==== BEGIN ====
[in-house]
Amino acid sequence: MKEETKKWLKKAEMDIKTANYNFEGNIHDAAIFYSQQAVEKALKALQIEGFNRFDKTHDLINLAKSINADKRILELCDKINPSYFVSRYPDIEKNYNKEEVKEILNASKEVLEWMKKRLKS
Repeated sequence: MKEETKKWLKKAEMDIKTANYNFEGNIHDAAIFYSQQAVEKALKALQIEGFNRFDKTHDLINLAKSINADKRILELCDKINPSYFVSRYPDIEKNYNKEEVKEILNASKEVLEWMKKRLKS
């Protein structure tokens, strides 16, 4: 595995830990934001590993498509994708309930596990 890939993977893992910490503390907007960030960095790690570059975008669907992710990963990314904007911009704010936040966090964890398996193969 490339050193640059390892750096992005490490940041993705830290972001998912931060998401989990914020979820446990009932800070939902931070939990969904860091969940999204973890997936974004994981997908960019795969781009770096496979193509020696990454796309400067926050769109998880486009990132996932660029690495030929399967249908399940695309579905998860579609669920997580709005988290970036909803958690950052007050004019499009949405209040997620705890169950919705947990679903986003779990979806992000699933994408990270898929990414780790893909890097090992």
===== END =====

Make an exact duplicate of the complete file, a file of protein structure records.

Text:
[in-house]
Amino acid sequence: MKEETKKWLKKAEMDIKTANYNFEGNIHDAAIFYSQQAVEKALKALQIEGFNRFDKTHDLINLAKSINADKRILELCDKINPSYFVSRYPDIEKNYNKEEVKEILNASKEVLEWMKKRLKS
Repeated sequence: MKEETKKWLKKAEMDIKTANYNFEGNIHDAAIFYSQQAVEKALKALQIEGFNRFDKTHDLINLAKSINADKRILELCDKINPSYFVSRYPDIEKNYNKEEVKEILNASKEVLEWMKKRLKS
């Protein structure tokens, strides 16, 4: 595995830990934001590993498509994708309930596990 890939993977893992910490503390907007960030960095790690570059975008669907992710990963990314904007911009704010936040966090964890398996193969 490339050193640059390892750096992005490490940041993705830290972001998912931060998401989990914020979820446990009932800070939902931070939990969904860091969940999204973890997936974004994981997908960019795969781009770096496979193509020696990454796309400067926050769109998880486009990132996932660029690495030929399967249908399940695309579905998860579609669920997580709005988290970036909803958690950052007050004019499009949405209040997620705890169950919705947990679903986003779990979806992000699933994408990270898929990414780790893909890097090992």